"I guess we are glad to be here," said Wilder Luke, 44, who was riding at the front of a coach filled with New Orleans refugees.
Passengers toldhow they had been picked up earlier in the day from a New Orleans interstate highway.
Passengers like Bridget Bailey described waiting for help on the roof of the office where she worked. "The only thing left of my house is the roof. Everything else is underwater."
While there was some relief, there was anger also over their plight and the time it had taken to give them help. A young man at the back of the bus suddenly stands up and raises his voice, "You let the world know that there is no water where the white people live, it's only where the black people live," said Ahmad Philip. Another woman murmered in agreement: "There's no water on St Charles Avenue" (one of New Orleans' middle-class neighbourhoods).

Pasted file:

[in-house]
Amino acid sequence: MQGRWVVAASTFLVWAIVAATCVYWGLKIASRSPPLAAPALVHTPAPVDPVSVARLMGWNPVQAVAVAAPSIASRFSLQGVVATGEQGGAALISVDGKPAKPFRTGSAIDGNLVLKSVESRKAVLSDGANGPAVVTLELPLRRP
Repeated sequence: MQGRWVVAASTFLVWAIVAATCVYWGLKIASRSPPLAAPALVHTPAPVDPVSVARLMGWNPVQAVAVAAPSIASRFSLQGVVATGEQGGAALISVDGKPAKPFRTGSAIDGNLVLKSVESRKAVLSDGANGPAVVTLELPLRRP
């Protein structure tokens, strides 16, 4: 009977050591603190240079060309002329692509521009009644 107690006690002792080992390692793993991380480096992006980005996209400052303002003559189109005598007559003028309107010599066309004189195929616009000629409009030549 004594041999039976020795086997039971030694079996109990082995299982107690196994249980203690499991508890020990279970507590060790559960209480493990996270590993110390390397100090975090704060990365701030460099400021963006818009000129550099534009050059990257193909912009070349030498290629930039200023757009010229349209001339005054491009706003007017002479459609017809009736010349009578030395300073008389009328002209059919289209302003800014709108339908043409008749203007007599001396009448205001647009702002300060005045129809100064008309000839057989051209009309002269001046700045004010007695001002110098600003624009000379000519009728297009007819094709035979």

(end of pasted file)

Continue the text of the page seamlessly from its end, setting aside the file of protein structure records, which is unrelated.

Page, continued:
At least better conditions were awaiting these passengers and these arriving here last night inside the Astradome. Red Cross officials distributed comfort kits with basic washing necessities to each evacuee, and every available inch of the main floor of the arena was taken up with camp beds, each with a neatly folded blanket.Reuse content